The Elden Ring fan community, starved for new information on their open world messiah, has become a force unto itself on the internet. The 54,500-member strong Elden Ring subreddit is a bustling nexus of memes, theories, fake lore, and earnest discussion of other Soulslike games, the most recent being Mortal Shell. Last month we even covered just how much Elden Ring fans were losing it over the lack of updates.
Now a new contender has appeared for Elden Ring fans’ attention—a 13-minute trailer for Black Myth: Wu Kong from Chinese studio Game Science. Based on Wu Cheng’en’s literary classic Journey to the West, the action-RPG revolves around the Monkey King in a gorgeous, moody open world. Wukong transforms himself into a cicada to sneak past mobs, fights his way through Dynasty Warriors-style seas of enemies, and overcomes a tough Souls-style boss fight. The video immediately clicked with a community thirsting for the sort of dark, gripping atmosphere usually associated with FromSoftware games. And the graphics looked so good, the developers had to take to social media to reassure fans the demo was actually playable.
From doesn’t have a monopoly on dark and gritty, but in pioneering the Souls genre, it's placed itself on an impossible pedestal. Developers who make Soulslikes are almost as passionately masochistic as the people who love to play them. Creating for the Soulsborne community means putting on full-body eldritch armor and watching your work get picked apart into dust.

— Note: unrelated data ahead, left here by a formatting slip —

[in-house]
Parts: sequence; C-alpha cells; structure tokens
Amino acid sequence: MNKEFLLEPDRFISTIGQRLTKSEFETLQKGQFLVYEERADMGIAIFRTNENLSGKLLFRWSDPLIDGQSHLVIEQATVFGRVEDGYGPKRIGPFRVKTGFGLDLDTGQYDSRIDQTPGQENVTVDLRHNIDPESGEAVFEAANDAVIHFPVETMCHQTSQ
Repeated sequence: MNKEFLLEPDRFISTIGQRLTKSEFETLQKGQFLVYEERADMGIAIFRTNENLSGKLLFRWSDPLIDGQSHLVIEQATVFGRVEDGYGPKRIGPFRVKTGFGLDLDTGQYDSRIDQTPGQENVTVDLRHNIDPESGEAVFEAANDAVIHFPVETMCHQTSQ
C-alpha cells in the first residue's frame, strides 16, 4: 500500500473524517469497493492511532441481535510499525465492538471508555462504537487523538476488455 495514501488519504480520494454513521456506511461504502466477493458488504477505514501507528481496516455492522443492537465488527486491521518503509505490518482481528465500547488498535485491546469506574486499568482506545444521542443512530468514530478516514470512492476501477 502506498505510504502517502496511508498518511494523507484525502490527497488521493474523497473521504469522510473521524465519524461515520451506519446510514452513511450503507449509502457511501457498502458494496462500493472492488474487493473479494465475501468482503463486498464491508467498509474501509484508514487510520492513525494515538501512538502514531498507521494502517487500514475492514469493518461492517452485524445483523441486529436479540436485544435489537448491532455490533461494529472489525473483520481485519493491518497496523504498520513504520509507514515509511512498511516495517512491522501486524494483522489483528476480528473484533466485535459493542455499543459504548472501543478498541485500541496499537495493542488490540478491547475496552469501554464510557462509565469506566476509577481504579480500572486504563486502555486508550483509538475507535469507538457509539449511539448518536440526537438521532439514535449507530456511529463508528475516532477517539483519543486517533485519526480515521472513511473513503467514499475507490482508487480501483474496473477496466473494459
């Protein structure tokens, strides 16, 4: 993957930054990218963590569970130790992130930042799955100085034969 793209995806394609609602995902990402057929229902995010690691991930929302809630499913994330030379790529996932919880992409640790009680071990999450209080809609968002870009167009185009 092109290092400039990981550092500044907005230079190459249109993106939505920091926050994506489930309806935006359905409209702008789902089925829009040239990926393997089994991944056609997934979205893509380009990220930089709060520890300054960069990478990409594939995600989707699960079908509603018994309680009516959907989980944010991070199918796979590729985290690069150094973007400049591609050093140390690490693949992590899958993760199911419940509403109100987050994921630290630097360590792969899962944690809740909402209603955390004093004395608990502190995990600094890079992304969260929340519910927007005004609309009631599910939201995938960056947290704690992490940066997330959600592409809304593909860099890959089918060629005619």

So far the Elden Ring community has shown tremendous enthusiasm for Black Myth—noticeably more than for games like Mortal Shell, Hellpoint, and Remnant: From the Ashes. Scrolling through r/eldenring, critiques of Mortal Shell acknowledge the amazing work of a small indie studio, but commonly say the combat doesn't feel polished and the game is too short and lacks the emotion and atmosphere of a FromSoftware world. The Elden Ring community isn’t so much fixated on Elden Ring itself (there’s barely anything to fixate on, really), but the possibilities that come with it—a rich new vein to mine for lore and challenge. One redditor commented that playing Mortal Shell, which he admittedly enjoyed, simply drove him back to playing Sekiro and Dark Souls.
On the other hand, Black Myth taps into the glorious bounty of Journey to the West mythology. For Chinese players, there's an emotional connection to the stories they grew up with. For western players, it's an exciting, fresh interpretation of a story they may only know through Enslaved (or Dragon Ball's extremely loose interpretation). The Soulslike connection makes perfect sense, since Game Science cofounder Feng Ji was also heavily into Dark Souls when the game's development began. Early on, as reported by Chinese journalist ChuApp, he even tried a similar approach to level design.
On the Elden Ring Discord, member Danatello is dying for Elden Ring, his dream game. "The level of freedom… along with the dynamic nature of the world and its structure, it all just sounds so grand exciting," he said. Unlike many of his brethren, he hasn’t played Mortal Shell or Remnant, has never watched Game of Thrones, or read any of George RR Martin’s work. Danatello is simply biding his time.
While his favorite is Bloodborne, Black Myth mostly prompted him to think of Sekiro. "It’s even more warranted considering the dev team for Black Myth played Sekiro during the game’s development," he said, referring to Daniel Ahmad’s Twitter thread on Black Myth.